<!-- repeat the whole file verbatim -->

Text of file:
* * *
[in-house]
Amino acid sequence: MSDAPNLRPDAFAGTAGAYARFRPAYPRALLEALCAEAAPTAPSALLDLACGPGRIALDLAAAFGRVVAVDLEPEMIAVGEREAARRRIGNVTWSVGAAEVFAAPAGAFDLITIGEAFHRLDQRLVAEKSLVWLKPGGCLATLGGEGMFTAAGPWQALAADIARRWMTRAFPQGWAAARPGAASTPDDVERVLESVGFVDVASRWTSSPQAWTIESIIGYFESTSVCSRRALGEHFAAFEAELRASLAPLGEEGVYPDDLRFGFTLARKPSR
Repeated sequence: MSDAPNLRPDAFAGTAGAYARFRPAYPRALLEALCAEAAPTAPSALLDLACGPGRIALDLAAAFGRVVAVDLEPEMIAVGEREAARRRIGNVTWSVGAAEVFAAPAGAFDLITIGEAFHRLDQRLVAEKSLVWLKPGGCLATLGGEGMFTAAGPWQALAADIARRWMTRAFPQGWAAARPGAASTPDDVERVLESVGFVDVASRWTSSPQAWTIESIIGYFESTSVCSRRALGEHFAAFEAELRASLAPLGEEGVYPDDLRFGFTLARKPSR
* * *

[in-house]
Amino acid sequence: MSDAPNLRPDAFAGTAGAYARFRPAYPRALLEALCAEAAPTAPSALLDLACGPGRIALDLAAAFGRVVAVDLEPEMIAVGEREAARRRIGNVTWSVGAAEVFAAPAGAFDLITIGEAFHRLDQRLVAEKSLVWLKPGGCLATLGGEGMFTAAGPWQALAADIARRWMTRAFPQGWAAARPGAASTPDDVERVLESVGFVDVASRWTSSPQAWTIESIIGYFESTSVCSRRALGEHFAAFEAELRASLAPLGEEGVYPDDLRFGFTLARKPSR
Repeated sequence: MSDAPNLRPDAFAGTAGAYARFRPAYPRALLEALCAEAAPTAPSALLDLACGPGRIALDLAAAFGRVVAVDLEPEMIAVGEREAARRRIGNVTWSVGAAEVFAAPAGAFDLITIGEAFHRLDQRLVAEKSLVWLKPGGCLATLGGEGMFTAAGPWQALAADIARRWMTRAFPQGWAAARPGAASTPDDVERVLESVGFVDVASRWTSSPQAWTIESIIGYFESTSVCSRRALGEHFAAFEAELRASLAPLGEEGVYPDDLRFGFTLARKPSR